Today California and Pennsylvania implemented a complete shutdown of activity for non-life-sustaining businesses, with the number of states under similar orders set to rise over the weekend, including Connecticut, Illinois, Nevada, New Jersey, and New York. This places enormous strain on everyone, and is a serious challenge for comics stores and industry businesses. Below are some tips on navigating these orders responsibly. We’ve also provided some resources on how you can use the downtime to jumpstart your recovery process.
1. Fully Comply With Official Orders
Public officials are putting these orders in place to maintain everyone’s health and safety. While they place an enormous strain on businesses and individuals, not complying puts you, your employees, and your customers at risk. In some cases, such as in Pennsylvania, non-compliance could also make your store ineligible from receiving grants, loans and other aid. Don’t risk the public health or your ability to collect aid – if you’re ordered to close, you need to close.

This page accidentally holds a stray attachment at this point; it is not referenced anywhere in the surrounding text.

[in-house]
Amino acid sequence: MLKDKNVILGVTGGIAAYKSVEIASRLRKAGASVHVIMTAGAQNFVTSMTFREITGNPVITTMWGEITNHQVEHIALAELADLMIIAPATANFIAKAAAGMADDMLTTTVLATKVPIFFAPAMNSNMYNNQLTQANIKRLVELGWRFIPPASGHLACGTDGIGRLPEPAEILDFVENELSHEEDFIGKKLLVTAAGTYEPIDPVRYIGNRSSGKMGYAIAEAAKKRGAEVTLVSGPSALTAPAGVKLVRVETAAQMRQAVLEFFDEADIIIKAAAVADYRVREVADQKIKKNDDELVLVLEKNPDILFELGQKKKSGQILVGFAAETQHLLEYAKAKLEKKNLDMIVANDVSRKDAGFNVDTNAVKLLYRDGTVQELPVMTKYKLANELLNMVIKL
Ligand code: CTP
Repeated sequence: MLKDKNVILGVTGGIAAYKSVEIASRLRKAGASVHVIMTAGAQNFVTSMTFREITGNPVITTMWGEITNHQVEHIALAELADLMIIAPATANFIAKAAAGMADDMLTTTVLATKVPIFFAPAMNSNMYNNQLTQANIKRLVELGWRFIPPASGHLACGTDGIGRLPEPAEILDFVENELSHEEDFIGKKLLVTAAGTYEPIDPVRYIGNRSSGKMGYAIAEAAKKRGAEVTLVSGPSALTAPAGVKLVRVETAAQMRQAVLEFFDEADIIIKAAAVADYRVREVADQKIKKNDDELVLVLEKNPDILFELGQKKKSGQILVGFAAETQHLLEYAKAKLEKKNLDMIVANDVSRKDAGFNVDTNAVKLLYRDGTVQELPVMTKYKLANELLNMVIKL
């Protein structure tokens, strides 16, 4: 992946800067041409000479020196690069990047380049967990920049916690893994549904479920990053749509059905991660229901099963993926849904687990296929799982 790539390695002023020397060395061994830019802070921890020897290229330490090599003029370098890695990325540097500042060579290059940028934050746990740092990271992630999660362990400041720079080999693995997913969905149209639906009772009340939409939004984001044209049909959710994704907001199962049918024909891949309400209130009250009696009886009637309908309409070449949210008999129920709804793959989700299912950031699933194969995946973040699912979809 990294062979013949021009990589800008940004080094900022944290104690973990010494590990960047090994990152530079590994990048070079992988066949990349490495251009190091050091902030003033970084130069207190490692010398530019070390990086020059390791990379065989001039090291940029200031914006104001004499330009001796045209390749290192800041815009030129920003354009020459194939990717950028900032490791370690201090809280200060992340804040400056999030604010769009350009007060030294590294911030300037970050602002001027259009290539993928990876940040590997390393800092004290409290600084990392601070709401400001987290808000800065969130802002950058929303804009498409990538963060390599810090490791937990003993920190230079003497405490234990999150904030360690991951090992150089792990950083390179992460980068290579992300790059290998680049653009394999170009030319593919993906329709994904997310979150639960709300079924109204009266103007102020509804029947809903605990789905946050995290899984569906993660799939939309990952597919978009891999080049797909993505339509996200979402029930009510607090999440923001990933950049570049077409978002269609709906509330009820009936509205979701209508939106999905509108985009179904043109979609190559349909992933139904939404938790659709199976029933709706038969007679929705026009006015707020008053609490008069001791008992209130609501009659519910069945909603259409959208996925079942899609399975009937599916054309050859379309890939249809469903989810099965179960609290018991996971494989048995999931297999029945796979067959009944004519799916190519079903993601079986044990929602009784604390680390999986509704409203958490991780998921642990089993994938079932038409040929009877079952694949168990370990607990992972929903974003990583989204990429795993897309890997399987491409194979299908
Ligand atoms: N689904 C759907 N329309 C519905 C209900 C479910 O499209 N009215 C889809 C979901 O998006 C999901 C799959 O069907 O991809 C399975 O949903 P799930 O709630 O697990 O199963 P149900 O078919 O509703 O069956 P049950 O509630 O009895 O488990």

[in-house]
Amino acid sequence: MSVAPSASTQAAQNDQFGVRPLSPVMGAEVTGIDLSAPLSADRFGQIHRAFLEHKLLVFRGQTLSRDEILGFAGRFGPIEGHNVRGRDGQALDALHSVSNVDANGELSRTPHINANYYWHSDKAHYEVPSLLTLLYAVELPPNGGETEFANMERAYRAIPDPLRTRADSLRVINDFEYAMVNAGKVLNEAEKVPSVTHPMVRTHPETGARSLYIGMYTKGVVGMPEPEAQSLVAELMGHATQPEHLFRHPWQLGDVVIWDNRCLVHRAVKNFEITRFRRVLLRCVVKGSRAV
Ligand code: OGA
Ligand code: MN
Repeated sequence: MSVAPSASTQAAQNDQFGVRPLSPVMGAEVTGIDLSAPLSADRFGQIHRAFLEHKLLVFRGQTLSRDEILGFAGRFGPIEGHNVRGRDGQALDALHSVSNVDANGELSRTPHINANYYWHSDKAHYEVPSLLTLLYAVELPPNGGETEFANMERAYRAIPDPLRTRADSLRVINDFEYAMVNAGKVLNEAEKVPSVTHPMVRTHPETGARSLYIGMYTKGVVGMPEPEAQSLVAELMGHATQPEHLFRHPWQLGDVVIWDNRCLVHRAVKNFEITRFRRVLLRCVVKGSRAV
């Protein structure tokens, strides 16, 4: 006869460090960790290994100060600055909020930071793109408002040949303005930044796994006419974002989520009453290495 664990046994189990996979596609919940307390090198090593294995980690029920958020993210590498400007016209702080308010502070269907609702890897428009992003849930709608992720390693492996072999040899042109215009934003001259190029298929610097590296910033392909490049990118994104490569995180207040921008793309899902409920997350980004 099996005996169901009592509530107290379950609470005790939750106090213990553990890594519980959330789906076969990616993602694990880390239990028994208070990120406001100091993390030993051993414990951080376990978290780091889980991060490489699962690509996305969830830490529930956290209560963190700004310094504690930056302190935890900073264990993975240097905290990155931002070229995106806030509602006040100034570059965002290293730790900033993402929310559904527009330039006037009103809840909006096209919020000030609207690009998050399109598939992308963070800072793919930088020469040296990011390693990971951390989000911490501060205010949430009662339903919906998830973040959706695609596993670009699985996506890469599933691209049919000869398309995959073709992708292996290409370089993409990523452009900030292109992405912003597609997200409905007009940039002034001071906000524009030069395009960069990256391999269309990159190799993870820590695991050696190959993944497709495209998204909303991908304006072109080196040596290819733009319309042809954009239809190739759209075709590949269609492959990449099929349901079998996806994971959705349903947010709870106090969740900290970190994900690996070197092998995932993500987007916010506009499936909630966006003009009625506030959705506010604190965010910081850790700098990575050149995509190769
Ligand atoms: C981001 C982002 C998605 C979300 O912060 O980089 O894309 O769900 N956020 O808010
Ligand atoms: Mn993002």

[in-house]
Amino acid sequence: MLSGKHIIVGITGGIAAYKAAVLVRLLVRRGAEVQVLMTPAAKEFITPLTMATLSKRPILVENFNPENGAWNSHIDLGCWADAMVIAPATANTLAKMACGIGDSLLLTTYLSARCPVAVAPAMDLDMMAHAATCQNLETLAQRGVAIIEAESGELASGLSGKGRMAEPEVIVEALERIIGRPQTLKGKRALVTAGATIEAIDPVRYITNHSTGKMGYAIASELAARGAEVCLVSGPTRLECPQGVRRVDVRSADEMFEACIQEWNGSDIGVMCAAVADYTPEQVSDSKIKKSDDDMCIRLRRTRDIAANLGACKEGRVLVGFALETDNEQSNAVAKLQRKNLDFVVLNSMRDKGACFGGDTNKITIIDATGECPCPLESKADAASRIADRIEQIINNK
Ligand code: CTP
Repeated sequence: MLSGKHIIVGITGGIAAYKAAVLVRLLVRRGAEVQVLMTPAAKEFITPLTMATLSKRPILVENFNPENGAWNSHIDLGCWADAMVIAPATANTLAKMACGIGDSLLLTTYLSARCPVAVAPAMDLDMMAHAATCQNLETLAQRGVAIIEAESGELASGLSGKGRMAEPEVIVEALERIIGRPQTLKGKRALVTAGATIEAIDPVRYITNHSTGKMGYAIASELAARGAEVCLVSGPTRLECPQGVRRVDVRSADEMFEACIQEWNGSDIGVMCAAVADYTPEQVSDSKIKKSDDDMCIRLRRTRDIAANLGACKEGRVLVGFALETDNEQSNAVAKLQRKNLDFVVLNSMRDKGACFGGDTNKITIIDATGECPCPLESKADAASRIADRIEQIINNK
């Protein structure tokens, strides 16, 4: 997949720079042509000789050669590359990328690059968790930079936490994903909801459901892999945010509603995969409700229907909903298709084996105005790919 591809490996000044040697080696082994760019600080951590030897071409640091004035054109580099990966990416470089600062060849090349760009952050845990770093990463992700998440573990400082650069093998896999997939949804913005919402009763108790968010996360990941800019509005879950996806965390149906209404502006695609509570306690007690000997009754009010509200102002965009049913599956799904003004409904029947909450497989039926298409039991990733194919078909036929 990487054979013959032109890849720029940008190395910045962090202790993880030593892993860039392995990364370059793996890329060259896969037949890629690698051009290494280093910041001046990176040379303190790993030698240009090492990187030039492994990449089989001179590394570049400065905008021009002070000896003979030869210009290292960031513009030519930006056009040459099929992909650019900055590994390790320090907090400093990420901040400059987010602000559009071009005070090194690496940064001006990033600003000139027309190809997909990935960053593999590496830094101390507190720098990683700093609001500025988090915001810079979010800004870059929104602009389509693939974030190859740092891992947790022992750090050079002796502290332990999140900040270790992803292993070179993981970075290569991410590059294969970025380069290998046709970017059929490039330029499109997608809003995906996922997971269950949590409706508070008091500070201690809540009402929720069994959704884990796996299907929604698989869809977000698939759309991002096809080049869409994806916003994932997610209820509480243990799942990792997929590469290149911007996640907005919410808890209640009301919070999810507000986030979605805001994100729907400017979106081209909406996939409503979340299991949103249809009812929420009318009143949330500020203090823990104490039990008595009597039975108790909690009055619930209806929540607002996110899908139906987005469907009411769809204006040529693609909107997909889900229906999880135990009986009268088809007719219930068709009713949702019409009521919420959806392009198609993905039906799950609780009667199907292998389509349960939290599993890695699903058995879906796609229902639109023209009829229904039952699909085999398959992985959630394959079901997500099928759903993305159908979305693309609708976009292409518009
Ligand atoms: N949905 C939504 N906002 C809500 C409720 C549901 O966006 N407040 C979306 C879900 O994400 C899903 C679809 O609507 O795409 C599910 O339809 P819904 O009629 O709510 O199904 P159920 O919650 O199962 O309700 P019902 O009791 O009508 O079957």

2. Adapt Your Business, But Don’t Look For Loopholes
Orders differ from state to state about what kind of businesses can be open, and what kind of activities they can perform if they are open. In Pennsylvania and California the guidance is clear that bookstore, magazine, and hobby businesses are supposed to close.